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The Lover's Path: Innocence - Tamino and Pamina

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The Lover's Path: Innocence - Tamino and Pamina


The story of Tamino and Pamina, from Mozart's opera Die Zauberflöte - The Magic Flute - is an inspired choice for Card 0 of the Major Arcana, Innocence, equivalent to the more traditional Fool. The music and story of the Magic Flute are themselves apparently simple and innocent, even nonsensical, yet they hide a masterful depth and complexity which remains disarmingly attractive.

Kris took some poetic liberties in her summary of the opera's story; there is a more literal telling of the original plot in this Synopsis of The Magic Flute. There is a very interesting dynamic in the opera between darkness and light - as in life neither darkness nor light are wholly or inherently good or evil.

Emanuel Schikaneder, a friend of Mozart and a theatrical producer, wrote the story or libretto, based on August Jacob Liebeskind's fairy tale Lulu, oder Die Zauberflöte. In the original story an evil sorceror has abducted a princess from her mother, the Queen of the Night. The princely hero rescues the damsel in distress with the use of positive magic. But before the operatic work could be completed a Viennese competitor had put the same story into successful production. Schikaneder then rewrote the story in an Egyptian setting and introduced a second narrative which tells of a symbolic initiation into Freemasonry, depicted as the dominion of Isis and Osiris.

The opera shows strong traces of both these two stories in its evolution. In the first act we believe that the Queen of the Night represents the positive feminine power of darkness, the archetype of the Moon, fighting to restore her daughter from the evil lust of the dark masculine. In the second act we see the story from its counterpoint, as the revengeful Queen of the Night tries to manipulate her daughter into murdering Sarastro, the keeper of the solar disk of enlightenment. Mozart's music in any event transcends the vengeful words, the Queen's coloratura aria being one of the most soaringly beautiful songs anyone has ever written. In watching the unfolding plot, the audience has to weigh these dualities, much as an innocent has to come to terms with a complex world in which things are rarely well defined or absolute.

Early in the Act One, Pamina and Papageno, a comic sidekick for Prince Tamino, state the theme of the story in a delightful duet. I am using my transcription of the English subtitles from the DVD of the definitive Covent Garden production of Die Zauberflöte conducted by Colin Davis:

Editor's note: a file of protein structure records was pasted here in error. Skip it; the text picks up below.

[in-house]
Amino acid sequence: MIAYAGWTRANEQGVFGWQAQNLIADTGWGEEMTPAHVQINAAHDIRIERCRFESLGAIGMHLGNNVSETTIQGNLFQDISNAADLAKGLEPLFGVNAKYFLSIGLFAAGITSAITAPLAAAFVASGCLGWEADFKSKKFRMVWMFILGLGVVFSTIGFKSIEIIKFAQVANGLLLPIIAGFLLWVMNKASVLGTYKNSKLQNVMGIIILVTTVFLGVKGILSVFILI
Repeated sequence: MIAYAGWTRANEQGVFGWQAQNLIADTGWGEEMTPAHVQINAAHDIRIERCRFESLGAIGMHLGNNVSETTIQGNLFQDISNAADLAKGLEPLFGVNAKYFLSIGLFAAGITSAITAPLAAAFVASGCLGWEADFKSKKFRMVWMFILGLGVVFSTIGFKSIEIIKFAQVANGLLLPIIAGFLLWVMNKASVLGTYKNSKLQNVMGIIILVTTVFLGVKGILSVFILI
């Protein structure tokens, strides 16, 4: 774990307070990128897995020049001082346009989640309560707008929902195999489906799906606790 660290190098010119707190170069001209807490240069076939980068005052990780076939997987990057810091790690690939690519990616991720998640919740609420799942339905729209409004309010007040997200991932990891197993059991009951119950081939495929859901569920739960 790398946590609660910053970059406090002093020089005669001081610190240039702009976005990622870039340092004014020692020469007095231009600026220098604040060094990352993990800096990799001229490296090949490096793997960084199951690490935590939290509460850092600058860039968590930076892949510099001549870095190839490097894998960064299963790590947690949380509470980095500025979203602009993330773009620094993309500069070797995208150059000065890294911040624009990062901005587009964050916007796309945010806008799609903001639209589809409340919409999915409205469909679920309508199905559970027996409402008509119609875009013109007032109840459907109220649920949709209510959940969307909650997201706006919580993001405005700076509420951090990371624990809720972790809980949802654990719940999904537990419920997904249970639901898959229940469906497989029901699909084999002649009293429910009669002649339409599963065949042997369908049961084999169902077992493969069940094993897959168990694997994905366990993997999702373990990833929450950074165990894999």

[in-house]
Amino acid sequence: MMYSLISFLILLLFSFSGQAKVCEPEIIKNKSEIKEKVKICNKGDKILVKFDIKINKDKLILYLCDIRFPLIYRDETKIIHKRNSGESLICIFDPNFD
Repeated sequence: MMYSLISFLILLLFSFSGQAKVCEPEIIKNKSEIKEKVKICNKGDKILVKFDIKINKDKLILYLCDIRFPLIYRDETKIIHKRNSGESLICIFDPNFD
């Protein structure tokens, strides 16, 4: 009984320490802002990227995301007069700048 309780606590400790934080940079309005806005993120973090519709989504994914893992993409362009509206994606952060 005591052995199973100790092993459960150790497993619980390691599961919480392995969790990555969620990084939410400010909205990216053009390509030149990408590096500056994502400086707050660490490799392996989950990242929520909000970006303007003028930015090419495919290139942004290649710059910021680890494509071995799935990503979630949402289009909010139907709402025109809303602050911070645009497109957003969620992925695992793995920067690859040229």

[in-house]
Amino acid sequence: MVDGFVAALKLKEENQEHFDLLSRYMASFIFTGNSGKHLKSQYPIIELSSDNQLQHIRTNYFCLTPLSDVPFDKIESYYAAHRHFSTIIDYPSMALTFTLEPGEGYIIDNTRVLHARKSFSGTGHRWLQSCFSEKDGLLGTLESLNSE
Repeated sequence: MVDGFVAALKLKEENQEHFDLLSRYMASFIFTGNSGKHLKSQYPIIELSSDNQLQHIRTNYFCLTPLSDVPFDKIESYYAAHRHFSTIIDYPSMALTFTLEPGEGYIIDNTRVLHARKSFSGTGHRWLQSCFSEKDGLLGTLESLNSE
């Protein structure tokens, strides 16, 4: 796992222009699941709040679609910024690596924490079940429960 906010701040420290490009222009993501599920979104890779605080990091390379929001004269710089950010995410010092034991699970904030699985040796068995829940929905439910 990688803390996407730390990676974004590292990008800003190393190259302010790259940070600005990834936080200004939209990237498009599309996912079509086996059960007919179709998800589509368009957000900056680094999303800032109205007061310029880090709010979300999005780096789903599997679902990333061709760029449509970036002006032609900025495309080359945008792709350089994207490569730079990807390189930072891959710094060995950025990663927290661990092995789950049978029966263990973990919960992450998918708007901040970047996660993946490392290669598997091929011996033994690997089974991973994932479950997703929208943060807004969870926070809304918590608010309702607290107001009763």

Quote:
We all long for love,
Everything that lives makes sacrifices for love,
It stands at the centre of the circle of life.
The opera is full of images of innocence. Tamino is described as "innocent, upright and wise", we see Pamina and Papageno act with simple purity and trust, and the Queen of the Night sends them three boys (rather like angel figures) who guide the heroes with their faith and honest wisdom.

In the scene on this card, the two lovers have entered the final trial of their initiatory journey. Two dark knights sing:
Quote:
The man who carries his burden along this path is purified by fire, water, air and earth. If he can conquer the fear of death he will ascend into heaven.
Transcending the misogyny of the times, Pamina gives Tamino her flute and sings to her beloved:
Quote:
I shall never leave your side. I shall lead you, while love is my guide. It will strew the way with roses, but no rose is without a thorn. Play your magic flute so it protects us on our way... By the power of its music we walk in joy through death's dark night.
In the card, not only is Tamino blindfolded, but even Pamina cannot see her footing because of the obscuring mist. Tamino must trust Pamina to lead him, and Pamina must trust Tamino to protect them both with the music of the flute, just as she must also trust her own faith and loving instincts to bring them to safety. Although the opera suggests that they will be tested by all four elements, they actually only have to deal with Fire and Water.

Lastly, it is worth noting that there is an abundance of references made within the story to an initiation into the guidance and worship of Isis and Osiris, who just happen to be the characters Kris uses for Major VI - Love.
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Wow... Thanks so much Sophie-David.

My knowledge of Opera is not good but I can see it's going to get better.

I'll have to come back to this card once my deck arrives I think... I need to see it in the flesh before I can say anything. I can't actually see any detail from the web site images.

irisa
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A beautiful and thorough description of the background of this card. How apropos for the Fool! I just got my set last night and am looking forward to the study. Thanks, S&D!
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Thank you MoonMaiden. I feel that Kris Waldherr chose the perfect subject for this card. The opera itself is one of the few that appeals to all ages and experience. In the DVD commentary, conductor Colin Davis touches on the innocence and apparent simplicity of the The Magic Flute which hides a work of profound artistry:
Quote:
Its the kind of universality of it [that] is so completely enchanting. You can be an old man like me or you can be a little girl of seven and get infinite enjoyment out this apparent nonsense, but I think its the juxtaposition of the light hearted magical music and the seriousness which gives it the tension which makes it have such power over us.
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I agree. The Magic Flute is one of my favorites. I love the music and the storyline.
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